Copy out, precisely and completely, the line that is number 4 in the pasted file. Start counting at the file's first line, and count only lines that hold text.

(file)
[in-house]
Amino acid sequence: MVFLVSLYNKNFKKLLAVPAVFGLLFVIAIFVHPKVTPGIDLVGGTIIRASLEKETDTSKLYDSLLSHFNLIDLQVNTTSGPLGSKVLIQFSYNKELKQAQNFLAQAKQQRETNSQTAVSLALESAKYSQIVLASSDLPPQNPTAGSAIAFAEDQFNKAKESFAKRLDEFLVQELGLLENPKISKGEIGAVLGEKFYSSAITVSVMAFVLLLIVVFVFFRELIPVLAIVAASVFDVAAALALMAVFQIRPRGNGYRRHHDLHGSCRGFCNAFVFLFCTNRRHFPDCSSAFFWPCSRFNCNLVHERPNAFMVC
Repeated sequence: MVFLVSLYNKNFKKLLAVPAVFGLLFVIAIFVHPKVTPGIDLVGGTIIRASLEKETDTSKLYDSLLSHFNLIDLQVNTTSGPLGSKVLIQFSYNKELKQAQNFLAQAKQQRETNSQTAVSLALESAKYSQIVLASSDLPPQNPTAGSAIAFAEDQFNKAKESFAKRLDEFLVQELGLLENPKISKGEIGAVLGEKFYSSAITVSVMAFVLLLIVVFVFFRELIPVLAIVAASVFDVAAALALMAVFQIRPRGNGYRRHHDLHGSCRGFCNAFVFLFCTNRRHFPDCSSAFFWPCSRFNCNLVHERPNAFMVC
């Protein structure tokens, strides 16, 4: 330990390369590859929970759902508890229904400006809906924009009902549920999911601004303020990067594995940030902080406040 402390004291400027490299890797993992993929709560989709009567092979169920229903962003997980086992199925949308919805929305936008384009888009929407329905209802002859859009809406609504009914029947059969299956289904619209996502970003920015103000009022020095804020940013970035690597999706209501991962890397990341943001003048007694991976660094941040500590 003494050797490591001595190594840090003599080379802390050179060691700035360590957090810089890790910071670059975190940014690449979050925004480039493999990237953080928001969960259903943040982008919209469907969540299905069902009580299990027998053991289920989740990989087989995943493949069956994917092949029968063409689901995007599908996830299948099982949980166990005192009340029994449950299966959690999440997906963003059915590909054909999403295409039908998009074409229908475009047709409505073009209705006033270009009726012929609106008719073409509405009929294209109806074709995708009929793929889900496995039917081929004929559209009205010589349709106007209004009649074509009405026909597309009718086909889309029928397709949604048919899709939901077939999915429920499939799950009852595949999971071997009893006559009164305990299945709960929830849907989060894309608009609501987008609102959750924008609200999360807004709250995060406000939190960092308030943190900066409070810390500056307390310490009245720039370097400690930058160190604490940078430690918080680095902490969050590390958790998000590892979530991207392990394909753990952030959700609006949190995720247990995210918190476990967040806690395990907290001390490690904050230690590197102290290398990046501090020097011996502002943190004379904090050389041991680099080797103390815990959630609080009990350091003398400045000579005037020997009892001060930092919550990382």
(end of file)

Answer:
């Protein structure tokens, strides 16, 4: 330990390369590859929970759902508890229904400006809906924009009902549920999911601004303020990067594995940030902080406040 402390004291400027490299890797993992993929709560989709009567092979169920229903962003997980086992199925949308919805929305936008384009888009929407329905209802002859859009809406609504009914029947059969299956289904619209996502970003920015103000009022020095804020940013970035690597999706209501991962890397990341943001003048007694991976660094941040500590 003494050797490591001595190594840090003599080379802390050179060691700035360590957090810089890790910071670059975190940014690449979050925004480039493999990237953080928001969960259903943040982008919209469907969540299905069902009580299990027998053991289920989740990989087989995943493949069956994917092949029968063409689901995007599908996830299948099982949980166990005192009340029994449950299966959690999440997906963003059915590909054909999403295409039908998009074409229908475009047709409505073009209705006033270009009726012929609106008719073409509405009929294209109806074709995708009929793929889900496995039917081929004929559209009205010589349709106007209004009649074509009405026909597309009718086909889309029928397709949604048919899709939901077939999915429920499939799950009852595949999971071997009893006559009164305990299945709960929830849907989060894309608009609501987008609102959750924008609200999360807004709250995060406000939190960092308030943190900066409070810390500056307390310490009245720039370097400690930058160190604490940078430690918080680095902490969050590390958790998000590892979530991207392990394909753990952030959700609006949190995720247990995210918190476990967040806690395990907290001390490690904050230690590197102290290398990046501090020097011996502002943190004379904090050389041991680099080797103390815990959630609080009990350091003398400045000579005037020997009892001060930092919550990382």